Vegan, Veganish, or Dangerous?

Whatever you do, don’t make the vegans mad at you. Yovana Mendoza Ayres is finding this out the hard way. She’s a social media star, known as Rawvana, who built her brand around a raw vegan lifestyle. She sells meal plans like the Raw Vegan Detox and Yoga Challenge, which goes for $49 on her website. But recently, for a few seconds, a YouTube clip showed her at dinner, ready to eat a piece of fish.

A total meltdown of internet vegan rage followed.

A Whiff of Hypocrisy Plays Poorly

Rawvana quickly published a long video to explain complex medical problems that led her to try adding eggs and fish to her diet. No joy. She became the target of angry comments like this tweet:

It’s not that hard to eat a balanced Vegan diet. People like @Rawvana exploiting Veganism for self-promotion and then abandoning it are damaging to the Vegan movement.

She expressed surprise at the harshness:

I have received so much hate on the video where I explain my reasons, and not only in that video but on every social media platform. I understand why the vegan community feels that way but I never expected this reaction from a community I considered my family all these years.

Apparently, a flexitarian diet doesn’t pass muster with true believers in veganism. Being veganish earns you no partial credit.

Health Benefits or Hazards?

A vegan diet might offer some health benefits, but only if you follow it carefully. The precise roots of Rawvana’s health issues are not easy to know. In the video above, she describes a string of serious problems. Most recently, her doctors diagnosed her with a condition called small intestinal bacterial overgrowth (SIBO). It’s a difficult diagnosis that’s not necessarily linked to a vegan diet.

All by itself, SIBO can cause malnourishment.

Pitfalls in a Dietary Cause

At the end of the day, this episode is a showcase for the pitfalls of turning veganism into a cause. Whether that cause is commercial, political, or health promotion, it can easily take a bad turn.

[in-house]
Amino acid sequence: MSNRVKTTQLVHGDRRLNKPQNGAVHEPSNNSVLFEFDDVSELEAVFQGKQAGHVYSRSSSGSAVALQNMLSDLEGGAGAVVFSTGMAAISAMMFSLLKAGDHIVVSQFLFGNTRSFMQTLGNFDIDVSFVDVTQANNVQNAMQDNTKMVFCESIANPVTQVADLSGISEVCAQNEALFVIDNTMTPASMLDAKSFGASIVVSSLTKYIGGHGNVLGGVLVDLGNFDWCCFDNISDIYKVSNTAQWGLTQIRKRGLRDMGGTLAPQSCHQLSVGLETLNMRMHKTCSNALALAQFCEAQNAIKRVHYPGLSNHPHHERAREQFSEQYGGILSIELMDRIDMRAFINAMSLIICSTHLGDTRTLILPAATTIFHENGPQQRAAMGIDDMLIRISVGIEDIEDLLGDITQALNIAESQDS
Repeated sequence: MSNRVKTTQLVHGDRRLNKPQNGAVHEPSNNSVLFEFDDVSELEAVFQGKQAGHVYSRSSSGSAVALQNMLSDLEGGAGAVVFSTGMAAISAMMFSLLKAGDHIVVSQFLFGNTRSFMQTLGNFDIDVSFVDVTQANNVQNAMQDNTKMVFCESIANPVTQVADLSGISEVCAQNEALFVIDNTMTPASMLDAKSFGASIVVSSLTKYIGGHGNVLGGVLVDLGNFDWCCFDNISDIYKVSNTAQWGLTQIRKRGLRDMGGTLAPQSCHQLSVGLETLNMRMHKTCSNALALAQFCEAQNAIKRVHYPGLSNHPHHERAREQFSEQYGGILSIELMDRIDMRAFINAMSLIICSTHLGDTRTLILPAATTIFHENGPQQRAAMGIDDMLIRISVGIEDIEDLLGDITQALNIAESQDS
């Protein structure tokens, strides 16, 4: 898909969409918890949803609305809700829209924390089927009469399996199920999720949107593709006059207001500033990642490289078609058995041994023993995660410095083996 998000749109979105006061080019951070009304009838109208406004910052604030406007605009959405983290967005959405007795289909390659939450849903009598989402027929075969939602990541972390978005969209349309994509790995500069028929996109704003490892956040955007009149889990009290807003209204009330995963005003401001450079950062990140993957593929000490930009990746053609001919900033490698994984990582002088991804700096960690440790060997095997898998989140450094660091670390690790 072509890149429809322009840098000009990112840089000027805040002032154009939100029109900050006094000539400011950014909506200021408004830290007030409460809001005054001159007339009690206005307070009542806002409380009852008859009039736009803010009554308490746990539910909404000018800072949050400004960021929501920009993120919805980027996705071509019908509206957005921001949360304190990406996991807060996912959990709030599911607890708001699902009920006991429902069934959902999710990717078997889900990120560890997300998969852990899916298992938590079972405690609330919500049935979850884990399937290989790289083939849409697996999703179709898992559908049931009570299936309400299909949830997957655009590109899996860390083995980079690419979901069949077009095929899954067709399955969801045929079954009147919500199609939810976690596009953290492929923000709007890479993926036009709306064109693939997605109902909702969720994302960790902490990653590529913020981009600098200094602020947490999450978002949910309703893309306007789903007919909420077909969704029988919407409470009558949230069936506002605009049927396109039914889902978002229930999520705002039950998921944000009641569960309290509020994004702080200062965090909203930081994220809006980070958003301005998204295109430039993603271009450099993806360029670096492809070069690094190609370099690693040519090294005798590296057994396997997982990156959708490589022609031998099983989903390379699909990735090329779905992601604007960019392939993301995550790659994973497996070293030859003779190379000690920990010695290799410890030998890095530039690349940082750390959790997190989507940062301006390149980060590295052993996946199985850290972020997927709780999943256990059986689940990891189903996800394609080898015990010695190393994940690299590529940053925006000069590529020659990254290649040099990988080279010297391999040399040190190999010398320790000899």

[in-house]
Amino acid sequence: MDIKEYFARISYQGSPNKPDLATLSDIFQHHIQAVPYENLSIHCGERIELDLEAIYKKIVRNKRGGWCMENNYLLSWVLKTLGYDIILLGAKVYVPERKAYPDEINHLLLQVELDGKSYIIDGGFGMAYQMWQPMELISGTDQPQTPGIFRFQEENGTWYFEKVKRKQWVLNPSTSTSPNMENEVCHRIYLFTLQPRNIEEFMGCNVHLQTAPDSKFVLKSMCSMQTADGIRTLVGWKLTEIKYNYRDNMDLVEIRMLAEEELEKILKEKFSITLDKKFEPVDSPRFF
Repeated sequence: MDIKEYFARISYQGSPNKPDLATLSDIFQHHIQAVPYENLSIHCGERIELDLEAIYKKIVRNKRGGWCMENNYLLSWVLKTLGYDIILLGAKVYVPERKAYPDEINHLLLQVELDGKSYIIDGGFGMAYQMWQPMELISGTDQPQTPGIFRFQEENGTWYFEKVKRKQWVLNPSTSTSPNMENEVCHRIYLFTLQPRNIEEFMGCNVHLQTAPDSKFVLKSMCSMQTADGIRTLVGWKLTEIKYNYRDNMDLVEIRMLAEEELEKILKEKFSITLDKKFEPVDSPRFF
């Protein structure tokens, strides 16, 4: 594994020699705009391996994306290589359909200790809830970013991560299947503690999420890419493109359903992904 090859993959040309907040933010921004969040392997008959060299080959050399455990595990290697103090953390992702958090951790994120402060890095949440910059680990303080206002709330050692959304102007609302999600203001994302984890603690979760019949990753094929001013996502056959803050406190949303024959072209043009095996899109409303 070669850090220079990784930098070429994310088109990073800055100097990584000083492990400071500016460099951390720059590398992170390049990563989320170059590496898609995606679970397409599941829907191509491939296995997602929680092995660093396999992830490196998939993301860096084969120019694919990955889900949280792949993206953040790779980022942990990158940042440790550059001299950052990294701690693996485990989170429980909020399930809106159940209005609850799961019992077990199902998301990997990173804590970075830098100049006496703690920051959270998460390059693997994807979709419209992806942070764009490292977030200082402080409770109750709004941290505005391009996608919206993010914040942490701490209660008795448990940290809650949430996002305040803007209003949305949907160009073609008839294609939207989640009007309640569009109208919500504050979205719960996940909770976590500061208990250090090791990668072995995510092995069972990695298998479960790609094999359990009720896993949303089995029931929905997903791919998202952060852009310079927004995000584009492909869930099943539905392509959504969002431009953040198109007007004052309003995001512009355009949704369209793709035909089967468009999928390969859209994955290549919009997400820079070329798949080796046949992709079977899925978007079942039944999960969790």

Believers get upset if you blur the line between a vegan diet and one that’s merely plant-based. On the other hand, dietary dogma sometimes gets in the way of good health.

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March 25, 2019

3 Responses to “Vegan, Veganish, or Dangerous?”

  1. March 25, 2019 at 9:52 am, Mary-Jo said:

    Oh dear. I’m very opened-minded with people about their diets. But, as an RDN, this was very upsetting to watch. More so, because this person had a huge platform affecting how people eat and nourish themselves and even continues to spew her testimony in order to, somehow, feel she still has a lot to ‘teach’ people about diet and nutrition. Please, hard-working, well-educated HCPs — MDs, RDNs, nurses, pharmacists — we must do what we can to stop such goopy information like this from propagating.

    • March 25, 2019 at 10:08 am, Ted said:

      You’re absolutely right, Mary-Jo.

  2. March 26, 2019 at 12:02 am, David Brown said:

    In 2014 T. Colin Campbell, the scientist who coined the phrase ‘plant-based diet’, wrote an article entitled ‘A Fallacious, Faulty and Foolish Discussion About Saturated Fat’. In the opening paragraphs he said, “We have long been advised to limit our consumption of saturated fat, as well as total fat and cholesterol…Vegans and vegetarians were somewhat encouraged by these recommendations because this meant cutting back on animal-based foods. The question concerning the amount of saturated fat in our diets often became the focal point of discussions between the ‘V’ people and the omnivores. Now that butter, bacon and cream are back on the plate with this new report, the score has tilted in favor of the eaters of animals. In contrast, the wailing of vegetarians and vegans can be heard far and wide.”

    I have attempted to post comments containing quotes such as this on vegan blogs. I say attempted because they often get rejected.

    “In the spirit of the 2015 DGAC’s commendable revision of previous DGAC recommendations to limit dietary cholesterol, the Academy suggests that HHS and USDA support a similar revision deemphasizing saturated fat as a nutrient of concern. While the body of research linking saturated fat intake to the modulation of LDL and other circulating lipoprotein concentrations is significant, this evidence is essentially irrelevant to the question of the relationship between diet and risk for cardiovascular disease. The 2010 Institute of Medicine (IOM) report on the use of biomarkers as surrogates for disease outcomes examined LDL and HDL as case studies and concluded ‘unequivocally’ (emphasis mine) that they were not suitable for use as surrogates for the impact of diet on heart disease.”

    The above was contained in this May 18, 2015 letter submitted to HHS and USDA by the Academy of Nutrition and Dietetics.